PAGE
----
6. The metaphorical wisdom of Teddy Atlas, as brought to you by the past two weeks of ESPN2’s “Friday Night Fights.”
We’ll start with the most recent episode, from a segment about Sergio Martinez’s win over Matthew Macklin. We join Teddy, who gets an assist from studio host Bernardo Osuna:
Atlas: “It’s his legs. He goes in and out. He controls range. He controls distance. He’s kind of like being at the beach, and the waves come at you, and you never know when they’re coming. You know you’ve been in that situation, Bernardo, with your kids, you’re there, you know you think you got ‘em timed, BANG, you get hit with a wave. Then all of a sudden you think you got a little time and it doesn’t come, you start to walk, BANG, you get hit again with a wave. That’s what the legs do for Martinez. He controls range. He controls rhythm. And that’s why he’s the best.”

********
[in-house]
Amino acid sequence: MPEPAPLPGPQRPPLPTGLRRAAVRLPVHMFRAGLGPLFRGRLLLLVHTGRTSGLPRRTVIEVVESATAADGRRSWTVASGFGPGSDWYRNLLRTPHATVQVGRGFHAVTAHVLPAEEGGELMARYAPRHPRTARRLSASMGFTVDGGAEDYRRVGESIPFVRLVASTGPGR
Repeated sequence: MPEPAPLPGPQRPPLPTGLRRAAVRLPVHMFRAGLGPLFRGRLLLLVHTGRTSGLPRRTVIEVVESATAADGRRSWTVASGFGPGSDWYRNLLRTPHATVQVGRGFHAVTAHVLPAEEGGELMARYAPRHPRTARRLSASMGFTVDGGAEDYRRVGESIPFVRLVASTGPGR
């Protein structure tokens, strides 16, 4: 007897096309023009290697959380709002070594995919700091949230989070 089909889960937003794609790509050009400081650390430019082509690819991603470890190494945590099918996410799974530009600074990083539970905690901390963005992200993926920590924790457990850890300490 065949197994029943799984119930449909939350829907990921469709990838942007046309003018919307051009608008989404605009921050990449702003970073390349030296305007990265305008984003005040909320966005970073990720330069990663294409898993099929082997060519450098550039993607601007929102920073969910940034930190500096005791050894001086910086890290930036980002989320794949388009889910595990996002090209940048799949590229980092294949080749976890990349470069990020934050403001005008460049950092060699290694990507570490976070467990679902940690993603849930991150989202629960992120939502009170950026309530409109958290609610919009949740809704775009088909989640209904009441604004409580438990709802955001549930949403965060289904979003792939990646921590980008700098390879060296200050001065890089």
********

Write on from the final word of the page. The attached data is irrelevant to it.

Osuna: “And Martinez, as a matter of fact, is a surfer, so he uses those waves to work on his balance.”
And since there was no edition of The 10 Count last week, we must include two related Teddy metaphorical interludes from the March 16 episode.
First, there was Round 1 of Abraham Lopez vs. Gabriel Tolmajyan:
“Tolmajyan, I’ll say it a little differently, he’s the cat in the fight. I think for the most part, Lopez, I would think would want to be the dog. He’d want to be the guy that’s coming forward, trying to take some bites out of Tolmajyan. And Tolmajyan … you’d think he’d want to control the outside, scratch and claw a little bit. But you know what, someone must have barked at him, because he’s starting to act like a dog a little bit, coming forward, at least early on.”
Then there was Round 3 of Roman Morales vs. Rufino Serrano: